What To Watch: Finding Heart and Humor in ‘Shrek’ (2001)
A classic animated fairytale remains one of the best films for kids and adults.
Shrek is a 2001 animated fantasy about an ogre who, after his swamp is filled with magical creatures, agrees to rescue a princess for a villainous lord in order to get his land back.
A good parody only work if the makers respect their target, otherwise it’s just a series of irreverent jabs, which is why most in the genre fail, being only a series of scenes that try to make a joke or lame pop culture reference. The one’s that do it right take all the things we recognize and make it their one, dotting the landscape with fun visual or audio markers that recall earlier iconic moments from other films or entertainment. This is precisely what Shrek does and why it became such a success. That and it’s just so darned funny.
THE STORY: Living a peaceful life in the swamps of a fairytale land, Shrek (voiced by Mike Myers) is a big, green and happy ogre, content in his isolation and reputation as a fearful beast. One day however, that all changes when his land is overrun by a horde of other fairytale creatures who have been exiled by the fairytale-hating Lord Farquaad (John Lithgow) of Duloc, looking to clear the place out of such ilk. With no other choice, Shrek agrees to go talk with Farquaad and must travel with Donkey (Eddie Murphy), the only one who seems to know where the guy lives. Once in Duloc, Shrek finds himself in a tournament where the winner gets the chance to rescue a young woman named Princess Fiona (Cameron Diaz), whom, via a talking magic mirror, Farquaad has learned is the fairest of them all and therefore fit for him. Shrek and Farquaad make a deal that if he saves the girl, he will remove the creatures from his swamp, so Shrek and Donkey head off to the castle where the princess is guarded by a fire-breathing dragon. And that’s not the only thing that will test Shrek as he learns some important lessons about love and friendship along the way.
WHAT TO LOOK FOR: Based loosely on William Steig‘s 1990 fairy tale picture book of the same name, DreamWork’s adaptation is a Disney-skewering minor masterpiece of great animation and spot-on gags, full of pokes at the mythology, tropes, and clichés of the fantasy genre. A huge box office success, it put the animation studio in direct competition with Pixar and created a franchise that is still running strong (a fifth film is planned for a 2019/2020 release).
While the look of the film is fun and colorful, with jokes and such coming at the screen in sometimes rapid-fire succession, it is the writing and voice work that really sustain it. Razor sharp, it runs the gamut of lowbrow bodily function humor to a few well-timed and executed gags that might sail right over the intended audience’s head. It’s all delivered with terrific performances, with Myer’s Scottish-laced Shrek to Murphey’s talk-taking always upbeat Donkey.
Naturally, the thing to do is try and keep up with the funny. That’s sometimes hard because honestly, the story is so well-written, one gets lost in what’s happening and can easily forget that, yeah, this is a parody. Still, the cracks at Disney and the telltale tentpoles of fable stories are spot on, with plenty of good-natured ribbing that hit with surprising accuracy. All that along with some real poignancy and investment in the characters, and Shrek becomes something altogether wonderful.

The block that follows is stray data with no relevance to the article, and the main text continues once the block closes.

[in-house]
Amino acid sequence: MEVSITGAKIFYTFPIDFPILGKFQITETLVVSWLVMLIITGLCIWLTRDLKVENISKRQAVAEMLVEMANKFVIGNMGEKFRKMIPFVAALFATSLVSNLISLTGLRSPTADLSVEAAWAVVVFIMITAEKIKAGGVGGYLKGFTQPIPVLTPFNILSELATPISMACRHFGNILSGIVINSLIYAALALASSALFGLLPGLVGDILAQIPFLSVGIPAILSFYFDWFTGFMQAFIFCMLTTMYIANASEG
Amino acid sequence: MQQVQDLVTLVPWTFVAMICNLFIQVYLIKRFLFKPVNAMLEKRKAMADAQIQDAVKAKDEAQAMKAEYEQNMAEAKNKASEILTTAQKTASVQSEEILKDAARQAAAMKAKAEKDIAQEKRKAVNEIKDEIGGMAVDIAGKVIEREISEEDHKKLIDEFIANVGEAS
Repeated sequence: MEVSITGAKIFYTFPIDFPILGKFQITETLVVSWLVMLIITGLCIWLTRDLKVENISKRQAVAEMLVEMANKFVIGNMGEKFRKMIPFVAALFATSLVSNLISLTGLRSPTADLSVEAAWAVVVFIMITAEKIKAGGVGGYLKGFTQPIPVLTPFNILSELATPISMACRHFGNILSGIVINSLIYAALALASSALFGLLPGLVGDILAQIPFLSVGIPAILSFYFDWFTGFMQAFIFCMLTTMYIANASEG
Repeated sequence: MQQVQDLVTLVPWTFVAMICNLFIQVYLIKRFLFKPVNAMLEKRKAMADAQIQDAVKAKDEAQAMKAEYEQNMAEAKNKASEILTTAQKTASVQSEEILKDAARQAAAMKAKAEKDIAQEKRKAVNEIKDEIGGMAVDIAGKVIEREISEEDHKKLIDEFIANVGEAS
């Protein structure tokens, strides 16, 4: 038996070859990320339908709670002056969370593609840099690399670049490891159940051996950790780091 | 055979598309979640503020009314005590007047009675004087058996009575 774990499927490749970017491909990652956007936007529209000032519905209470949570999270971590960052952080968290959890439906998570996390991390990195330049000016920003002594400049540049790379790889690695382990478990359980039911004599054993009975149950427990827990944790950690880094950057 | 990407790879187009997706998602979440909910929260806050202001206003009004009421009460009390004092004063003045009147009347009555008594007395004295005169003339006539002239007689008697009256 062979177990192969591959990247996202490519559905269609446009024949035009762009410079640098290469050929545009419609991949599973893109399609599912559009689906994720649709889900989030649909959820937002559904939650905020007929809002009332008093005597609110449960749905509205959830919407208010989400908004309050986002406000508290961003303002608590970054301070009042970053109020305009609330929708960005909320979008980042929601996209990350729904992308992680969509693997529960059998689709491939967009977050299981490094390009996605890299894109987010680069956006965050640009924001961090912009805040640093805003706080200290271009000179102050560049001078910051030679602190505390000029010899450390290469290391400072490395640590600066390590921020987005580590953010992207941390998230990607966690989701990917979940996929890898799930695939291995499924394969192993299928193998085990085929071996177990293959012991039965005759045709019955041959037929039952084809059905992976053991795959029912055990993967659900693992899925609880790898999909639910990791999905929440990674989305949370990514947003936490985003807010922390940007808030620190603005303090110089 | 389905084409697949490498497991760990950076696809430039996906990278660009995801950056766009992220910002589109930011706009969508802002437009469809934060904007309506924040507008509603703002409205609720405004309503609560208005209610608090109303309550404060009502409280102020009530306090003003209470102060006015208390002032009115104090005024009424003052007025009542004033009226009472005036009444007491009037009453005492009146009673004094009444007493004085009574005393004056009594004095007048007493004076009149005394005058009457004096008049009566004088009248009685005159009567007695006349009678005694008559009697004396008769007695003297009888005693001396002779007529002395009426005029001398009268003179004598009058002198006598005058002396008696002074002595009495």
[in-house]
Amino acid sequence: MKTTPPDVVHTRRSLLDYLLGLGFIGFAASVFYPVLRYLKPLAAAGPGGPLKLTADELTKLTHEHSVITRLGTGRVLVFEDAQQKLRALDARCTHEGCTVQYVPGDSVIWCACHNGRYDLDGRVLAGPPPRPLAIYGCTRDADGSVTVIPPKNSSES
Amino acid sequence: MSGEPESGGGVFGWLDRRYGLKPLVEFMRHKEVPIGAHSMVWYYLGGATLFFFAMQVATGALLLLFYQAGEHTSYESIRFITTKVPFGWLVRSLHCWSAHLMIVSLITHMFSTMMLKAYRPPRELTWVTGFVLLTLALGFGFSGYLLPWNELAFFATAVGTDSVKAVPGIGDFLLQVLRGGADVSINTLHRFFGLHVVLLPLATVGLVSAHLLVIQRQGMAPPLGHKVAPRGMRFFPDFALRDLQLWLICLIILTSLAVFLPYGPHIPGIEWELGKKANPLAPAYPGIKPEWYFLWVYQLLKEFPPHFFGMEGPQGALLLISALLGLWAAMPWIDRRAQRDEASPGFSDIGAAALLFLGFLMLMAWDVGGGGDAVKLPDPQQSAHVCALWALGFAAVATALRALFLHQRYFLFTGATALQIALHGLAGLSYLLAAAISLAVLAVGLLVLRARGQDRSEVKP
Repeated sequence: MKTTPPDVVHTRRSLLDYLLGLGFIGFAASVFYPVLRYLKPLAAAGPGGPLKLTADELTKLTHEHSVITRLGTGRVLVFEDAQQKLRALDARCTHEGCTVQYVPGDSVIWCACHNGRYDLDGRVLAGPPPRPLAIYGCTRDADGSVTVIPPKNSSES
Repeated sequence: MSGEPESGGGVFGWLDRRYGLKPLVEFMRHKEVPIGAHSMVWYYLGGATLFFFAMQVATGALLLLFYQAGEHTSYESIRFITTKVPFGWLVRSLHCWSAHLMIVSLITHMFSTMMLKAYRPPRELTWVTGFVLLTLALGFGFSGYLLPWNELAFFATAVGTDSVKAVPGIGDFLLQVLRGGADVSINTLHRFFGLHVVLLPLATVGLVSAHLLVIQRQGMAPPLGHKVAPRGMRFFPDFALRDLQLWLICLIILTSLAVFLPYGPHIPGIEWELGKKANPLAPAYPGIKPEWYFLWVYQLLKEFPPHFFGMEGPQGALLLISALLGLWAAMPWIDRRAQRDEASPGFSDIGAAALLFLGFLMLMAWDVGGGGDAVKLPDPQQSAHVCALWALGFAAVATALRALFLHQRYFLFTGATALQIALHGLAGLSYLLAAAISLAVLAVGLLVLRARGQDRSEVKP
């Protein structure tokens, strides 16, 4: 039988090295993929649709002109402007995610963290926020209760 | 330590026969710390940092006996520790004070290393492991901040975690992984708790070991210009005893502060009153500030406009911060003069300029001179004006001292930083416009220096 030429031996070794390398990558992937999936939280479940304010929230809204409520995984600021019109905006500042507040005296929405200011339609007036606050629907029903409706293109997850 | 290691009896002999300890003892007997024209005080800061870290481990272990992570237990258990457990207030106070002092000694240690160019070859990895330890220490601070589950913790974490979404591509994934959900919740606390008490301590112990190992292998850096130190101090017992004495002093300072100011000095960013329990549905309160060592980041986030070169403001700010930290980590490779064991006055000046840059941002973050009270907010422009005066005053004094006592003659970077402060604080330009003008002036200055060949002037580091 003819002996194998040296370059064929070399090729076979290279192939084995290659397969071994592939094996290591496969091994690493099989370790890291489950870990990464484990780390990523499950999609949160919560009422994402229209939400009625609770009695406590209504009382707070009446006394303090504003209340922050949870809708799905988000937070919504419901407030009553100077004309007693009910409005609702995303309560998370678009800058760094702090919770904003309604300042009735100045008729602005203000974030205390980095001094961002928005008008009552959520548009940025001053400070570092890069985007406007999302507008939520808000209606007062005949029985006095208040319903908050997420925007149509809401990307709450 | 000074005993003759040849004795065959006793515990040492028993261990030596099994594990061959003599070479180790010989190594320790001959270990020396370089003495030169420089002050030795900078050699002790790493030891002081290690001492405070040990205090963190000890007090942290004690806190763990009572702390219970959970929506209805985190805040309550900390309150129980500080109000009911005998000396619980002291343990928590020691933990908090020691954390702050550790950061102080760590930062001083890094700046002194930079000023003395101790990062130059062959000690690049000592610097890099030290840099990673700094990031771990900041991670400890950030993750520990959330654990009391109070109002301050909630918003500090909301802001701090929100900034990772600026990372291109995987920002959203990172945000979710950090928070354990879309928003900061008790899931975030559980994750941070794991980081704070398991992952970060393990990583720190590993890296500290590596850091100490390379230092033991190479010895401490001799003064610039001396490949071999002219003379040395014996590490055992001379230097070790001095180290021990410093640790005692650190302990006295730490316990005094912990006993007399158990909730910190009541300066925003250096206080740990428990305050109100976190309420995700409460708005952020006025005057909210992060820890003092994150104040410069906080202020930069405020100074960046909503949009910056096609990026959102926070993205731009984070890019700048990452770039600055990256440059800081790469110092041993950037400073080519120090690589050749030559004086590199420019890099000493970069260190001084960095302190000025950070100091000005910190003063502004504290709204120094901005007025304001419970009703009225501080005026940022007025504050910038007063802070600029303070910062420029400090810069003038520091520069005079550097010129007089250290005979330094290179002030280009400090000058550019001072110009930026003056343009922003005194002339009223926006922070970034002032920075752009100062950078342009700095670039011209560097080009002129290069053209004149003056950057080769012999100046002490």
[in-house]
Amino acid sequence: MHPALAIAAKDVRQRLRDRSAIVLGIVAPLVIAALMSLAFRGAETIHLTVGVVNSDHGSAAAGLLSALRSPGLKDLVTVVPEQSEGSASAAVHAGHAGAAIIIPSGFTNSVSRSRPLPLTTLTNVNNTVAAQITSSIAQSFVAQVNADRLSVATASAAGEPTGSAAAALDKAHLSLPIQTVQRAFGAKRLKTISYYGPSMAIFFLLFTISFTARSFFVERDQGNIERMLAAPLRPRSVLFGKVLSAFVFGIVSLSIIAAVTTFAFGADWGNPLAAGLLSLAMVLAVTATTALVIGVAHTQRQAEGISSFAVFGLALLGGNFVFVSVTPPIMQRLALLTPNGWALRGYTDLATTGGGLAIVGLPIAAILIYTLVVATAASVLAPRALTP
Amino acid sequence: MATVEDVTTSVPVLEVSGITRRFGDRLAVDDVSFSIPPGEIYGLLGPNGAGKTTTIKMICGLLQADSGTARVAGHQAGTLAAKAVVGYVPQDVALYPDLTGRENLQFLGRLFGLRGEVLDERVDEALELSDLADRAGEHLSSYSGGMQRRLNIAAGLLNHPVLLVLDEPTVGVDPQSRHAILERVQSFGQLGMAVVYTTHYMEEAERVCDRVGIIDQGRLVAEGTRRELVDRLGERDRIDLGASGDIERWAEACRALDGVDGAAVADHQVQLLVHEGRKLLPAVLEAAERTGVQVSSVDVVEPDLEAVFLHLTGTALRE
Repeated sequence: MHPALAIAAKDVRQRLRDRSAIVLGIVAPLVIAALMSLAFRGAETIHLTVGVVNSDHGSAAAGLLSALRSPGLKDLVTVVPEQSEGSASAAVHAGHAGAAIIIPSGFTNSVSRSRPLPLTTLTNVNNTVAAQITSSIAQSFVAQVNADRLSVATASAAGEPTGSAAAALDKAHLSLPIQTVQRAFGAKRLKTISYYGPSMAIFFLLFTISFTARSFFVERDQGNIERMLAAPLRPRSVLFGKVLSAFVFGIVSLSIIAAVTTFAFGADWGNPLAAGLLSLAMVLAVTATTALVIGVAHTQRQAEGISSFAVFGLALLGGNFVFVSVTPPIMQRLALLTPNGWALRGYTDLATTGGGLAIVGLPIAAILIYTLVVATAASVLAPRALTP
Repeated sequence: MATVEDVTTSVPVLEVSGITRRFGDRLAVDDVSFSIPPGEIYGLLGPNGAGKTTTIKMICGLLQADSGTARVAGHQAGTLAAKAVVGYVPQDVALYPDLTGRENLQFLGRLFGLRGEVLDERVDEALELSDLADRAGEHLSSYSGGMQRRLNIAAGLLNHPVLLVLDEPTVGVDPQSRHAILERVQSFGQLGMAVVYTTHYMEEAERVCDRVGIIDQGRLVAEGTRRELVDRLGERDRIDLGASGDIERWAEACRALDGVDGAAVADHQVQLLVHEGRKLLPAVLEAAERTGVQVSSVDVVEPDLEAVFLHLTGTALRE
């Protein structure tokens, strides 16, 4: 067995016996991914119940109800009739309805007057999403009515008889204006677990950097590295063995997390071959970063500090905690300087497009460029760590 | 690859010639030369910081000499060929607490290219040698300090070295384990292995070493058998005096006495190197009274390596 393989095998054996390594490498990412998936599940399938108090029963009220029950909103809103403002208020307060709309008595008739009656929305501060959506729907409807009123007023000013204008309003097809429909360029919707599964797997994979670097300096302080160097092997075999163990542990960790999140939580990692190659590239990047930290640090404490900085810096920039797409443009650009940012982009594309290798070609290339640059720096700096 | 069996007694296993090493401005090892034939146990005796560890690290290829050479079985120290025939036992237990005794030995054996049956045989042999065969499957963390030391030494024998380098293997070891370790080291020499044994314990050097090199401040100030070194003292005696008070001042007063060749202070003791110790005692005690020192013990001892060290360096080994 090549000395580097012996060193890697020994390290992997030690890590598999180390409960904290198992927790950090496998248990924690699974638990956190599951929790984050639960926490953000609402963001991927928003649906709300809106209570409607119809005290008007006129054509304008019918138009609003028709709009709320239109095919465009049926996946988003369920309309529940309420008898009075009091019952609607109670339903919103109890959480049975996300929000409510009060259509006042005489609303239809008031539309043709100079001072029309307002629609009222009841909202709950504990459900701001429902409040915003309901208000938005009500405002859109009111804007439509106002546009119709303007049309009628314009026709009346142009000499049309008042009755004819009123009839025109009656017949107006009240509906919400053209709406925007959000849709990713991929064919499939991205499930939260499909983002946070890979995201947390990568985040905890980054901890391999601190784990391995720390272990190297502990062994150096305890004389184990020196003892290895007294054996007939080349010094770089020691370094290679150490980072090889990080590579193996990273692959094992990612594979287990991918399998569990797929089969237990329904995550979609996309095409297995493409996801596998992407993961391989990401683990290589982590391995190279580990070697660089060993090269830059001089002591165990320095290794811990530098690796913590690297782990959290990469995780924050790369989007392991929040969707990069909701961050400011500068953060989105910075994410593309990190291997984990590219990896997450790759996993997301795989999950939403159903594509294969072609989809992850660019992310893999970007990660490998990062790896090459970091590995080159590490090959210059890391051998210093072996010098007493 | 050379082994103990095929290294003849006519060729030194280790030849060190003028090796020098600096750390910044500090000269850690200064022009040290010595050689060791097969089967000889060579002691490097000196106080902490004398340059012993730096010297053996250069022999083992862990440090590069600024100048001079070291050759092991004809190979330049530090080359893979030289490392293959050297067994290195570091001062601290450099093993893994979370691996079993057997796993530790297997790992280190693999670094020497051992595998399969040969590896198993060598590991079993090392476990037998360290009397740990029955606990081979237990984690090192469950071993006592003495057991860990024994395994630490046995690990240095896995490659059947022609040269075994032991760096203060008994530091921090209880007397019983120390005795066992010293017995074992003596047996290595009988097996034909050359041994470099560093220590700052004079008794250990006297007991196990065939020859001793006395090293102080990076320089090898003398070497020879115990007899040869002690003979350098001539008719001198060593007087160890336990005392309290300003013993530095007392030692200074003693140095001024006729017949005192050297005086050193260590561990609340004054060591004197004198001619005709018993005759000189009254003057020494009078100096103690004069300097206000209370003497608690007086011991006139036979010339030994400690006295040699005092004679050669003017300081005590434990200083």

A GREAT MOMENT: Hardly a spoiler, but of course, Shrek and Fiona begin to develop feelings over their trek back to Duloc. Wouldn’t be much a movie (nor a fairytale) if they didn’t. Shrek is in unfamiliar territory here and the beast is flummoxed by the girl’s charms and oddly un-princess-like behaviors. She kicks butt like no other as well. What Shrek doesn’t know is that she keeps a secret, one that Donkey finds out on his own and promises not to share.
And this brings us to Donkey and Shrek, their relationship throughout the glue that binds it all together. It’s rare in a film like to have characters that aren’t just snarky one-liner generators, but in Shrek, the two are a remarkably well-developed team and the dynamic between them is always engaging. Their relationship is one that follows a predictable arc but nonetheless, is one that is populated with plenty of impactful moments that easily lend the experience a lot of heart. That’s is best put together in a moment when the two are at a conflict, when Shrek misunderstands something he heard and Donkey is bound by his promise to keep secret. The meaning of friendship and trust is put to the test and we see the roots of Shrek’s isolation overwhelm him while Donkey’s unwillingness to abandon what they’ve built rises up to challenge the ogre, reminding Shrek that friends forgive each other. It’s a great moment.
THE TALLY: Shrek is a rare delight, a film that by itself if a fun and exciting adventure that almost very nearly tips over into the very kind of story it’s poking fun at. Truly one for the whole family, able to entertain younger viewers while keeping the adults laughing, it has a built-in timelessness to it that continues to work like magic. These are powerfully connected characters that are rich with personality and fun to see in action and what’s so great is that we end up less concerned with the jokes as the story progresses and more tied to how it will end, hoping, just like the fairy tales it takes aim at, that everyone living happily ever after. It’s what to watch.